A couple, who owe €336,000 arrears on a double mortgage totalling €670,000, have been granted a stay of almost a year on the re-possession of a Dublin property, still the home of one of them.
University lecturer Dr Paul Stokes, of ‘Pinehaven’, Dalkey Avenue, Co Dublin, and his wife, Eilish Kendlin, 17 Kilcolman Court, Glenageary, Co Dublin, consented in the Circuit Civil Court Wednesday to EBS taking back their jointly mortgaged Glenagery property.
Ms Kendlin told Judge Jacqueline Linnane that she was undergoing a hospital treatment that was envisaged to last for a year and she had asked for a 12-months stay on the re-possession order.
Barrister David Colgan, counsel for EBS Dac, said he had been instructed to consent to a three months stay on the order and, while banks sometimes agreed to a six months delay on re-possession to allow people find another home, he was unable to agree to a year-long stay.
Judge Linnane heard that Stokes, a lecturer in UCD, and Kendlin were co signatories on two mortgage agreements with EBS, the first for €249,000 and the second for €239,000. Ms Kendlin said there had been no difficulties with the initial mortgage; it was the second that had created all the problems.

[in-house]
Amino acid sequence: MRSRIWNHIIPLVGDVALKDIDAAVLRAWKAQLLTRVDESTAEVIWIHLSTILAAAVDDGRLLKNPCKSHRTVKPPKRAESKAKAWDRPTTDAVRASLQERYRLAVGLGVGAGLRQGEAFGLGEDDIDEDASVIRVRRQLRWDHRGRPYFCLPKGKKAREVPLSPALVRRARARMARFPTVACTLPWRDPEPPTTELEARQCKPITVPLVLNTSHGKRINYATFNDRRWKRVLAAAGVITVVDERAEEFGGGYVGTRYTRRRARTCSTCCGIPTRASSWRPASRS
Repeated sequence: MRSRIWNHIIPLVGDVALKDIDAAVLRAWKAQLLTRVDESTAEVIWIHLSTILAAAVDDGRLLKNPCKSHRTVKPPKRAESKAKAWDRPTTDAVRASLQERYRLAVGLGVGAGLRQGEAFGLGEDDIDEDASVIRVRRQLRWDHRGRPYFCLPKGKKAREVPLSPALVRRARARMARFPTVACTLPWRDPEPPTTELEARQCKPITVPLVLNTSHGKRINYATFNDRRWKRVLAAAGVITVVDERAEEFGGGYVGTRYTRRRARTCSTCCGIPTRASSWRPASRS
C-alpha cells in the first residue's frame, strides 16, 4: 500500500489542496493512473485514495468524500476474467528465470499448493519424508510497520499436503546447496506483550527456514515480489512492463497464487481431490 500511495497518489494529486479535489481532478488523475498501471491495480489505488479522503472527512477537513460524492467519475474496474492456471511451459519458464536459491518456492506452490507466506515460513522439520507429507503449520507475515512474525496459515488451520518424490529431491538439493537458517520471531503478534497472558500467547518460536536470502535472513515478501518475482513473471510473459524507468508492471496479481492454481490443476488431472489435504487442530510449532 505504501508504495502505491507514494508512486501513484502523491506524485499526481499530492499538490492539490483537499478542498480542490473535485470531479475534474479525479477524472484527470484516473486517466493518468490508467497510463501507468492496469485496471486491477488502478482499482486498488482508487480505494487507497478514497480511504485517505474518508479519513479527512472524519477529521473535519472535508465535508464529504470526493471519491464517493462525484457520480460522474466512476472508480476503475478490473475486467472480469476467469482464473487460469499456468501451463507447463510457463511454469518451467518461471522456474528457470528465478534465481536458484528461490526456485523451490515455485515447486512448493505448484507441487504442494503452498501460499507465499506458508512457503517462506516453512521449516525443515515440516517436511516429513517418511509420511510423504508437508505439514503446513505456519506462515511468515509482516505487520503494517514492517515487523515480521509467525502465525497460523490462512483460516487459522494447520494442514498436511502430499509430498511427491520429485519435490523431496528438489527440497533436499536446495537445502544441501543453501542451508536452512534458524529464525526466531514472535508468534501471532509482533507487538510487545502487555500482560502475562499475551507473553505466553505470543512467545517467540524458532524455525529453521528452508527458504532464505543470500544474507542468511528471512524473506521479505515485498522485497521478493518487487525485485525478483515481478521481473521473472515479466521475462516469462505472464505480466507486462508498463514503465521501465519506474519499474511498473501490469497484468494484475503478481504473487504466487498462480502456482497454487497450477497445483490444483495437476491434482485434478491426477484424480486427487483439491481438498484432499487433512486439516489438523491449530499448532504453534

The second mortgage had been raised to purchase an apartment in Manchester, which was now in negative equity, and an investment of €46,000 had been paid out on an apartment in Spain, with no likelihood of it being built.
The judge was told in bank documents that the current monthly repayment was €1,818 on the initial mortgage and €1,577 monthly on the second mortgage. There had been no repayments made since October 2015.
Dr Stokes, currently renting ‘Pinehaven’ told Judge Linnane no-one had asked him to consent to the re-possession of the Kilcolman Court, Glenageary, property but he was consenting in court in order to help her. He said that although they were separated she was still his wife.
Judge Linnane granted EBS an order for re-possession of 17 Kilcolman Court but put a stay on execution of her order until September next year. She said that, while it was probably an academic exercise, the court would grant the bank its legal costs. She said the chances of the bank recovering its costs were probably nil.